(b) METHOD OF REPORTING.—The Secretary shall, where appropriate, require the reporting made under subsection (a) to be made as a part of existing income reporting requirements (including requirements under chapter 4 (relating to taxes to enforce reporting on certain foreign accounts)).
SEC. 3. STRENGTHENING DISCLOSURE REQUIREMENTS.
(a) REGULATORY AUTHORITY.—The Secretary of the Treasury (or the Secretary’s delegate) may issue such rules and regulations as necessary to prevent taxpayers from avoiding the purpose of information reporting requirements under the Internal Revenue Code of 1986 by placing assets in any foreign corporation, partnership, or trust in which the taxpayer holds directly or indirectly, a significant interest as the sole or principal owner or the sole or principal beneficial owner.
(b) FATCA ENFORCEMENT PLAN.—The Secretary of the Treasury (or the Secretary’s delegate) shall develop a comprehensive plan for managing efforts to leverage data collected under chapter 4 of the Internal Revenue Code of 1986 in agency compliance efforts. Such plan shall include an evaluation of the extent to which actions being undertaken as of the date of the enactment of this Act for the enforcement of the requirements of such chapter improve voluntary compliance and address noncompliance with such requirements.
You can expect an expansion of the International Information Returns.
You can expect FATCA to impose more reporting requirements on foreign banks and individuals.
Tax Residents Of Other Countries Will Bear The Brunt Of This
Senator Warren repeatedly states that the enforcement mechanism of her wealth tax is US citizenship-based taxation. But, citizenship-based taxation is actually:
The United States imposing worldwide taxation, on the non US income, earned by people who are tax residents of other countries and do NOT live in the United States.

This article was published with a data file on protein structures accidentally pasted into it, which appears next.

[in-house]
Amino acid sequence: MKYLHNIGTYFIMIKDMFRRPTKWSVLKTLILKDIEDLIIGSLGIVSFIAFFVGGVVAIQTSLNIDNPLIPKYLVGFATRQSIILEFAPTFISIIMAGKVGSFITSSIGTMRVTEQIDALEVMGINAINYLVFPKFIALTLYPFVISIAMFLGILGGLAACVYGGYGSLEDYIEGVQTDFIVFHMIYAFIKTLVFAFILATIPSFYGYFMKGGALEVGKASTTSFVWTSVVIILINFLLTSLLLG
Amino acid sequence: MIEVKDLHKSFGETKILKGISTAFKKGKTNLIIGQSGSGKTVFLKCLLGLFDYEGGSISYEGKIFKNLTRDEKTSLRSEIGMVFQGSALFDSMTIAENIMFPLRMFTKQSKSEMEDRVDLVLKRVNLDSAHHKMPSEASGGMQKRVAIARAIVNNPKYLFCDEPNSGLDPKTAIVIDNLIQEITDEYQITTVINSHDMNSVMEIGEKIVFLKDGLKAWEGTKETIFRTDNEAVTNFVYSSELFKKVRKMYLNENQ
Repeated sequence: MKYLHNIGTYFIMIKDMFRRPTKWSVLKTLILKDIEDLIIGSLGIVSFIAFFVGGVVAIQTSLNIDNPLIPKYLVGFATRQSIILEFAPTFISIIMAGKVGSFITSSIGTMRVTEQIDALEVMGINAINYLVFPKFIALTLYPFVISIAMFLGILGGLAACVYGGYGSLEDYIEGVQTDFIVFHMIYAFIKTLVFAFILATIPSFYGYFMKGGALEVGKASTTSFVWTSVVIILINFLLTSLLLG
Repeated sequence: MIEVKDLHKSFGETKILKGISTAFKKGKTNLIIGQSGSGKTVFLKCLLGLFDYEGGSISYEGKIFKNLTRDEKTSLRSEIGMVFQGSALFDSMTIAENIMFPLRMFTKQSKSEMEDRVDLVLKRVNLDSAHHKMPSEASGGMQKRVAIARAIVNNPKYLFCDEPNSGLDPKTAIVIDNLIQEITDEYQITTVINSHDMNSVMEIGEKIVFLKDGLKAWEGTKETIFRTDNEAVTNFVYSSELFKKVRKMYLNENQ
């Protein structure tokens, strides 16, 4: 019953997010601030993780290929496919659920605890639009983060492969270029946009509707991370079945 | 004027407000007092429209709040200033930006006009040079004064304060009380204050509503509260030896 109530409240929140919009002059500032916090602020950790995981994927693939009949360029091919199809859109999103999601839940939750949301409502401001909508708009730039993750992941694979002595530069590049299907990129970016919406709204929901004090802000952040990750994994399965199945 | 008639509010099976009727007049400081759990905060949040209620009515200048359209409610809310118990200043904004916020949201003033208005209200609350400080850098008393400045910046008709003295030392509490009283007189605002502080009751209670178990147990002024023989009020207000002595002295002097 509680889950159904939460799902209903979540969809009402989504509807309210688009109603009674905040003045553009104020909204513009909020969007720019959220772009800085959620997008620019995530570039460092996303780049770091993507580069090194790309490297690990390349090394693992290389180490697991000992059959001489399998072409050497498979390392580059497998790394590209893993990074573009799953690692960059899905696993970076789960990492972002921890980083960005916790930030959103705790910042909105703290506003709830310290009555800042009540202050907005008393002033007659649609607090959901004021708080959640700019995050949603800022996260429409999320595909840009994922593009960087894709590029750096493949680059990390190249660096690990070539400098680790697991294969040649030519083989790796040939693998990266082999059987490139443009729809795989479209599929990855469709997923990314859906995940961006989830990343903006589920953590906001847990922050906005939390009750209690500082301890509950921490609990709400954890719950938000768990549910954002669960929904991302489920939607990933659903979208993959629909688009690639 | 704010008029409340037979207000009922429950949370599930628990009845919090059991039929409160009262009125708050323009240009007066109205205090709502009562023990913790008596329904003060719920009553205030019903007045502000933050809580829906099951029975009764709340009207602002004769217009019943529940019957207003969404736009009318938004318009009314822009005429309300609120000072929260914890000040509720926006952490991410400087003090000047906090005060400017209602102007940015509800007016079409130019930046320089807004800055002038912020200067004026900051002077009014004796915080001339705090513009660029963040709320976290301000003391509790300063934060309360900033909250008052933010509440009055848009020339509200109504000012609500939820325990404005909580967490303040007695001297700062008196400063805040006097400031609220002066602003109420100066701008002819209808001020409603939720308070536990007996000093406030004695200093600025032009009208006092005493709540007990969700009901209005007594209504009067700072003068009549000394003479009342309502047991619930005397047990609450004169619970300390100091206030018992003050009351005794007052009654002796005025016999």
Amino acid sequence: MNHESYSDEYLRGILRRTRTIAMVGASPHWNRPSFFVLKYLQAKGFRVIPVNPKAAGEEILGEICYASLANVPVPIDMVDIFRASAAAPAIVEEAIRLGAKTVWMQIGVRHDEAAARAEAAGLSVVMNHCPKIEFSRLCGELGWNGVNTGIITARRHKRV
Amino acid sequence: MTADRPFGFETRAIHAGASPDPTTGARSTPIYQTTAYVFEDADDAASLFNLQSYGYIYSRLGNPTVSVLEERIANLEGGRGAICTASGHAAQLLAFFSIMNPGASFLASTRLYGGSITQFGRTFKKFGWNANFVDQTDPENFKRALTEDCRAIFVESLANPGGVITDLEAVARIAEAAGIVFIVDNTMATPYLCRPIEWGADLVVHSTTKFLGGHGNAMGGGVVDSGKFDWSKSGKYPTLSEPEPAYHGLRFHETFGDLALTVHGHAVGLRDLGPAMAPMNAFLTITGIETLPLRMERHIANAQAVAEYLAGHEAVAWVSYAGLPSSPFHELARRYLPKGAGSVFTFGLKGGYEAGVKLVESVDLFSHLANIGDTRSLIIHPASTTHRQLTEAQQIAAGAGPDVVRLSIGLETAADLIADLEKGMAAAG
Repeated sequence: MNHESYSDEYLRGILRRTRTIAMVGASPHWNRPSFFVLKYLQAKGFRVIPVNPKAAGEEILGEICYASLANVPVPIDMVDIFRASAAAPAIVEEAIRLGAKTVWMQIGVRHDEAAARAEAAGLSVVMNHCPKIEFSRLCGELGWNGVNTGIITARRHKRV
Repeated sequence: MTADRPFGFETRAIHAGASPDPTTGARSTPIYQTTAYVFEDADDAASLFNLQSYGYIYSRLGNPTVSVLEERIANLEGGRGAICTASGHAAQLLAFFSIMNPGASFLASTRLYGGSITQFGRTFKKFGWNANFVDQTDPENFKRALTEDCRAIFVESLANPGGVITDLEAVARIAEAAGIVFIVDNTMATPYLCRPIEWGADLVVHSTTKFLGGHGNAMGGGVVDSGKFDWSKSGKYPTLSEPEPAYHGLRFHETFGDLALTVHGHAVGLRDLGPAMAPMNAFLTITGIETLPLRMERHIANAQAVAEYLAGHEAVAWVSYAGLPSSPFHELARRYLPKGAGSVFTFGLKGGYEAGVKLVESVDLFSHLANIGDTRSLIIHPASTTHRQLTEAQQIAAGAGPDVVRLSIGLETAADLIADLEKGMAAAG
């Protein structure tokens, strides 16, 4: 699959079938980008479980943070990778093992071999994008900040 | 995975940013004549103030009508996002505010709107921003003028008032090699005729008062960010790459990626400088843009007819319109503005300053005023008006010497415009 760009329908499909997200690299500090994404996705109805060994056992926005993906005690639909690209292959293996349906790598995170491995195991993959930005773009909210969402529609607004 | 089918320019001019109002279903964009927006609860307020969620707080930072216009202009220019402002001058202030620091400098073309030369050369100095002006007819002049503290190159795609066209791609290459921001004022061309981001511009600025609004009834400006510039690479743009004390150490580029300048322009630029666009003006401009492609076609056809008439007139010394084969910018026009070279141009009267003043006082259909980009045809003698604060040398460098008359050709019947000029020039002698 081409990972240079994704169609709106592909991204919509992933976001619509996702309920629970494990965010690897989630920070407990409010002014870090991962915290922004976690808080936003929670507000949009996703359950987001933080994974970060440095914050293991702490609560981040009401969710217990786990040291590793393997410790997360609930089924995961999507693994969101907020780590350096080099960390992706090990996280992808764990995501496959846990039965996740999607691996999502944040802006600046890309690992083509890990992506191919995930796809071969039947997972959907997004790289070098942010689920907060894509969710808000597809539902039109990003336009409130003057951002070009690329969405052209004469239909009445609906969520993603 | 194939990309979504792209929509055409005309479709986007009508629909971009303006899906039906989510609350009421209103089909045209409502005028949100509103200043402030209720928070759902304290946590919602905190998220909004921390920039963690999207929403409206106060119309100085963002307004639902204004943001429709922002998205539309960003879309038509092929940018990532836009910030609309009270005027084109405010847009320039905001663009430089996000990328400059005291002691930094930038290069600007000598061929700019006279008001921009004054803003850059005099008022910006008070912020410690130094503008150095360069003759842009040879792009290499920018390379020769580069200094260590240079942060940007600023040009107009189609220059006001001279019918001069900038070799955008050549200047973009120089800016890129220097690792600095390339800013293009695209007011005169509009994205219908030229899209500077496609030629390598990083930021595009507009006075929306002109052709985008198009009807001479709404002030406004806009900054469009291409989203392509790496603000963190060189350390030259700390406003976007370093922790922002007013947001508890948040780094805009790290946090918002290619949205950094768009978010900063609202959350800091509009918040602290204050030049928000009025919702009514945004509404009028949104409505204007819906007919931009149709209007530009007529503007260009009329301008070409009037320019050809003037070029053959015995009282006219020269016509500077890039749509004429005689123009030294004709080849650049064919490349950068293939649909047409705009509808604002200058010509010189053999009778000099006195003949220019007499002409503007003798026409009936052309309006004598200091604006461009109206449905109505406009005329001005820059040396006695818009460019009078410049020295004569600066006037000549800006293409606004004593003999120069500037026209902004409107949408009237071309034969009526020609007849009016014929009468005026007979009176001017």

The extra-territorial scope of the wealth tax leads to exactly the same result.
But, this simple point appears to not have been considered by the Senator and her ilk (or maybe it has).
It’s hardly a surprise that a US based article about the proposed Warren wealth tax was notable in that:
More than 700 comments and not a single one references that the US extraterritorial tax system will confiscate the assets of those with @taxresidency in other countries who were US born: "Warren's @USWealthTax would cost 100 richest Americans $78 billion" https://t.co/VqN43lwTvF
— John Richardson – lawyer for "U.S. persons" abroad (@ExpatriationLaw) March 8, 2021
Seriously, taxing income of the the tax residents of other countries is bad enough.
Should the United States really be scouring the world to impose wealth taxes on assets located in other countries which are owned by the tax residents of other countries? This is the question that Senator Warren needs to answer.
Of course, if the United States, joined the world and moved from citizenship-based taxation to residence-based taxation this problem wouldn’t exist.
For your reading pleasure …
Bill Text – Ultra-Millionaire Tax Act – March 1 2021
John Richardson – Follow me on Twitter @Expatriationlaw